1970: “Raindrops Keep Fallin’ on My Head” from the soundtrack to the film Butch Cassidy and the Sundance Kid became B.J. Thomas’ first #1 on the Billboard Hot 100. The song also won Best Original Song at the 42nd Academy Awards.

1970: “Thank You (Falettinme Be Mice Elf Agin)” by Sly & the Family Stone entered the Billboard Hot 100. The single became the group’s second #1 on the R&B and pop charts in February.

1970: “Walk a Mile in My Shoes” by Joe South and the Believers entered the Billboard Hot 100. The single later reached #12, the same position as South’s other highest charting record, “Games People Play.”

1970: Paul McCartney, George Harrison, and Ringo Starr recorded Harrison’s “I Me Mine” at EMI Studios in London during the group’s final recording session. Harrison’s lyrics comment on the tensions within the Beatles that eventually lead to the breakup of the band the following April.

1970: Britain’s Melody Maker magazine named Al Stewart’s second album Love Chronicles as its folk album of the year. The LP features guitar work by Jimmy Page and a supporting band the includes Fairport Convention members Richard Thompson, Simon Nicol, Ashley Hutchings and Martin Lamble. Due to record label contracts, they appear under pseudonyms. Despite the presence of Page and Fairport Convention, the album made little impact in the US and was soon out of print and remains a hard to find release.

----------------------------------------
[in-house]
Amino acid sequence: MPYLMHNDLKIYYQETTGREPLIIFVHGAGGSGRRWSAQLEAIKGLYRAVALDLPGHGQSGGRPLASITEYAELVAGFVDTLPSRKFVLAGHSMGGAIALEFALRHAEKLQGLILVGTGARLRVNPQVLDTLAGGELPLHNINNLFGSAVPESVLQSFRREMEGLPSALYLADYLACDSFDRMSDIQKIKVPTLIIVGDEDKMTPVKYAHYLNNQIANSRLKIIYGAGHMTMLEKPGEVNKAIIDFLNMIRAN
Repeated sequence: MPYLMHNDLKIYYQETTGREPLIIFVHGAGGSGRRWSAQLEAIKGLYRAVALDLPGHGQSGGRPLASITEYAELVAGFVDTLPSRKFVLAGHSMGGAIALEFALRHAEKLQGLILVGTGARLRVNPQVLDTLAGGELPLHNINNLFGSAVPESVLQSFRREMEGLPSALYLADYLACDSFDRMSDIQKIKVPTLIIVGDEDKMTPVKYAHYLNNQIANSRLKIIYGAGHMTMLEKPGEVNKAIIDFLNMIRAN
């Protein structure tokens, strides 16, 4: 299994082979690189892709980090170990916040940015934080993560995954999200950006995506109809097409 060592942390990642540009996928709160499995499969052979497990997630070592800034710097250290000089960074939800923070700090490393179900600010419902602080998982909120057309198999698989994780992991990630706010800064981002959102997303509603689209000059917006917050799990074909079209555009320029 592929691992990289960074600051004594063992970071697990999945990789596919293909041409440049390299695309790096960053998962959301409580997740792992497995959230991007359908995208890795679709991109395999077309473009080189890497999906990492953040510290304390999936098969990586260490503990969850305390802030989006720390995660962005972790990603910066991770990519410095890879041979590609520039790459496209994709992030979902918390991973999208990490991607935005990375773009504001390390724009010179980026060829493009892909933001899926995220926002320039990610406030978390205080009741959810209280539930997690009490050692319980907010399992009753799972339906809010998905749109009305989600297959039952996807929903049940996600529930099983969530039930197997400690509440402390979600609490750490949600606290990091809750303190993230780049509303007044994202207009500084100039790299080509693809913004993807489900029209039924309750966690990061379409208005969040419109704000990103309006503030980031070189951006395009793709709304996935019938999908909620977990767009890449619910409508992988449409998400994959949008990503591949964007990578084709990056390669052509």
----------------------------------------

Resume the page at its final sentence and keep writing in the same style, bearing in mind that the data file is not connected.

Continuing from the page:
1972: Ben E. King released his seventh studio album, The Beginning of It All.

1974: Hot Tuna released The Phosphorescent Rat, their fourth studio album and first after founding members Jorma Kaukonen and Jack Casady had left Jefferson Airplane. The LP marked a transition from the more acoustic sound of their previous albums towards a harder rock sound.

1974: Bob Dylan and The Band began a six week reunion tour in Chicago two weeks before the release of Dylan’s collaborative album with The Band, Planet Waves. Recordings from the tour were released six months later as the live album Before the Flood. The 40-concert tour was Dylan’s first tour since 1966 and his first time performing with The Band since New Year’s Day in 1972.